Updated: Aug 14, 2020
News that Sotherbones the Fine Art Auctioneers and Valuers are to offer for sale the helmet worn by Francis Bushbaby in the 1925 silent film of Bone-Hur [or Bone-Hur: The Tale of the Christ to give it its full and proper title] has prompted cinema buffs to re-evaluate this silent classic which amongst its many "firsts" was the first film to be jointly sponsored by tiny American Studio Metro-Goldwyn-Mayer and major Dorset player The Freeze-Greenepiece Kinegraph and Moving Images Company Ltd.
Founded in the early 1920s by Dorset portrait photographer and later movie mogul William Freeze-Greenepiece, The Freeze-Greenepiece [later Threadbone] Kinegraph and Moving Images Company Ltd is widely regarded as the most innovative and forward looking of all of Dorset's Holwell-based studios and the one largely responsible for the phenomenon which came to be known as Holwellwood. By 1925 the studio had already released more than 5 films, though all 5 were "shorts" featuring comedian Stan Sodd [father of 1960s TV favourite Sidd Sodd].
Bone-Hur: The Tale of the Christ was, by comparison, a major release and by some distance the most expensive picture ever made by the studio. Costumes alone cost more than £25 to hire and such was the wear and tear that none of the deposit was returned.
Based on the best-selling novel by General Lew Wallis-Simpson, Bone-Hur: The Tale of the Christ [which had already enjoyed unprecedented success as a stage play running to capacity audiences for 12 years at the Theatre Royal, Iwerne Minster] courted controversy by ignoring Wallis-Simpson's proviso that Christ himself should not appear in the film. Film critics will be forever grateful that he did, for in the film's most memorable scene - a viscerally exciting and yet unforgettably moving sequence, Christ - portrayed by veteran actor and former children's entertainer Harold Lloyds-Pharmacy - convinces a skeptical crowd of non-believers that he is the true Messiah by winning a chariot race whilst serenading Mary Magdalene on the banjolele. In addition to its astonishing technical innovation, much of the film's success was due to the choice of perennial ladies' favourite Ramon Bonemarrow for the part of hero Bone-Hur. Famously decribed by one of his leading ladies as a man who "couldn't act, couldn't sing, couldn't dance and couldn't remember lines" he was the perfect silent movie star - a matinee idol beloved by all who never met him.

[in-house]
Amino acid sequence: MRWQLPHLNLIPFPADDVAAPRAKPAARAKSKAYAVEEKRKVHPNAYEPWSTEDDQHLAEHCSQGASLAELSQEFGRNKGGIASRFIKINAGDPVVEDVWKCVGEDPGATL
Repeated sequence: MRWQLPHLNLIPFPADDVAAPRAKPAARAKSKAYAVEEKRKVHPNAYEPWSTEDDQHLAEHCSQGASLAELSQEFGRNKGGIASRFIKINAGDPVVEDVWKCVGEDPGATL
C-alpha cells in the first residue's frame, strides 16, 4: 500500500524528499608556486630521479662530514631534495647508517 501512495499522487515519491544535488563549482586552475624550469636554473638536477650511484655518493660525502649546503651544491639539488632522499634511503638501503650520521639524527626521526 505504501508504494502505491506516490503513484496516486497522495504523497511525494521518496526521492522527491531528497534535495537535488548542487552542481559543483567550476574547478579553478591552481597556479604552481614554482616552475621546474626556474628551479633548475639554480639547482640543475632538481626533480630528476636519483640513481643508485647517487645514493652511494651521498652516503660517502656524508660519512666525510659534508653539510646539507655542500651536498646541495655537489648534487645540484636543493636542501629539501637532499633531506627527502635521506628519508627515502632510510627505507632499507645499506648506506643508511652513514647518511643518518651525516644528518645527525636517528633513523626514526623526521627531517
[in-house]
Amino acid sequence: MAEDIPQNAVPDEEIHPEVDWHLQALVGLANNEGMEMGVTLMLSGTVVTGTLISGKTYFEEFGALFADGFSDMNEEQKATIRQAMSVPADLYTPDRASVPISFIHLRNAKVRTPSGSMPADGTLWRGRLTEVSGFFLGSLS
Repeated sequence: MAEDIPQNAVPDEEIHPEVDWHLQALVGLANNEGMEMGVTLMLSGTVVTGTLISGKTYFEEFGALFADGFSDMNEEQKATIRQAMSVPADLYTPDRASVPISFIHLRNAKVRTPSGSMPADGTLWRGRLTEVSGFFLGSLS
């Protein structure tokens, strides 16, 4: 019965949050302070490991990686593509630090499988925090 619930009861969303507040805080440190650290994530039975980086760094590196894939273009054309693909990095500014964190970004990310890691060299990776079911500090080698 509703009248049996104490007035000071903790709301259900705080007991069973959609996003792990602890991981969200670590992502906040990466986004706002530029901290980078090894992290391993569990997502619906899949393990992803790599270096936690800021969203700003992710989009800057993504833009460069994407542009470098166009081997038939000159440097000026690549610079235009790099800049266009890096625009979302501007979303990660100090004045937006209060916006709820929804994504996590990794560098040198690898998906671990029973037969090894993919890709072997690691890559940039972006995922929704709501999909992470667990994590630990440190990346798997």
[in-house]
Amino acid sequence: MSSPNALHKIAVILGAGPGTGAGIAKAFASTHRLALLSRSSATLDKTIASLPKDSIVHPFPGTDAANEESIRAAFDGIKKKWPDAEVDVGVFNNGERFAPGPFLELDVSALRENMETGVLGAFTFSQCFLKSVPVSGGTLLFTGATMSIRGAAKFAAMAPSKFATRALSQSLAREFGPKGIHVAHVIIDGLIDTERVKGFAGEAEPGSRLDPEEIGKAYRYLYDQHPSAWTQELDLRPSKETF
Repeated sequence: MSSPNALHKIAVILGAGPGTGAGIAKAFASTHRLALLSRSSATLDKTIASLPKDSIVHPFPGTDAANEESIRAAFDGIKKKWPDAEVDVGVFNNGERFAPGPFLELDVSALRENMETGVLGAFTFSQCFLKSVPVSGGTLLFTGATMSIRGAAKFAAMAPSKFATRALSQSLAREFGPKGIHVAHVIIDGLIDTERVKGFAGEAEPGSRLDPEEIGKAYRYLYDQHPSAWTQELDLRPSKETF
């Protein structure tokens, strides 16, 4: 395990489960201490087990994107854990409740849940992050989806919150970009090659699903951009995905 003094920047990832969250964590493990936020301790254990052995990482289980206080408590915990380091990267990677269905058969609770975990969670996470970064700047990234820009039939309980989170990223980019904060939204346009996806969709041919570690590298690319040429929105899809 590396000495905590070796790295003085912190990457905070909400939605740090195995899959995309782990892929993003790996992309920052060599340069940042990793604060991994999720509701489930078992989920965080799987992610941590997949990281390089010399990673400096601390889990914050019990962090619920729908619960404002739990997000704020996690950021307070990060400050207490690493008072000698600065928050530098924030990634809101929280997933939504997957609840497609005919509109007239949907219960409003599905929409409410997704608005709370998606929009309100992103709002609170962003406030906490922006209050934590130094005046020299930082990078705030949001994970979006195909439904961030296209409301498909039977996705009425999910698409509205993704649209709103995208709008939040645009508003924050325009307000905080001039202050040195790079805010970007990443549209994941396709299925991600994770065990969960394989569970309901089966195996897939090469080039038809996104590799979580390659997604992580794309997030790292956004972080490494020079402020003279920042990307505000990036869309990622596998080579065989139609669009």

Dubbed "The Picture Every Christian Ought to See!" most of the scenes of Bone Hur were shot indoors at the Dorset County Badminton Club [then the largest single-span covered space in the known world] though some of the Circus Maximus footage was quarried from stock film of crowds at the 1924 Morcombelake Wanderers v Knowleton Academicals Association Football Trophy Finals. Cinema buffs and collectors of movie "balls-ups" have identified a sequence in which Bone-Hur's chariot wheels seem to skim over a neatly played cross into the box from Morcombelake hero Tommy Onmehead.
The helmet now offered by Sotherbones is that worn by Bone-Hur's sworn enemy Roman general Tikka-Messala. After filming was completed actor Francis Bushbaby kept it as a souvenir until his death in 1946 at the hands of an irate autograph hunter.[Bushbaby was mistakenly mis-identified as popular wartime singer Anne Shelton and the disappointed fan stabbed him repeatedly with a Parker Double Jewel Vacumatic Fountain Pen - also included in the auction though priced competitively due to its irretrievably bent nib.]
Francis Bushbaby's much-admired helmet is part of a sale of cinema memorabilia to be held at the Mapperton Ladies Sewing Circle's premises on the High Street Mapperton. Social distancing will be observed in accordance with the RDC Armed-Militia's CONTRIK-69 Rules as well as DNHS Antique Leprosy protocols and all transactions will be contactless [including a strict no touching any exposed helmets policy].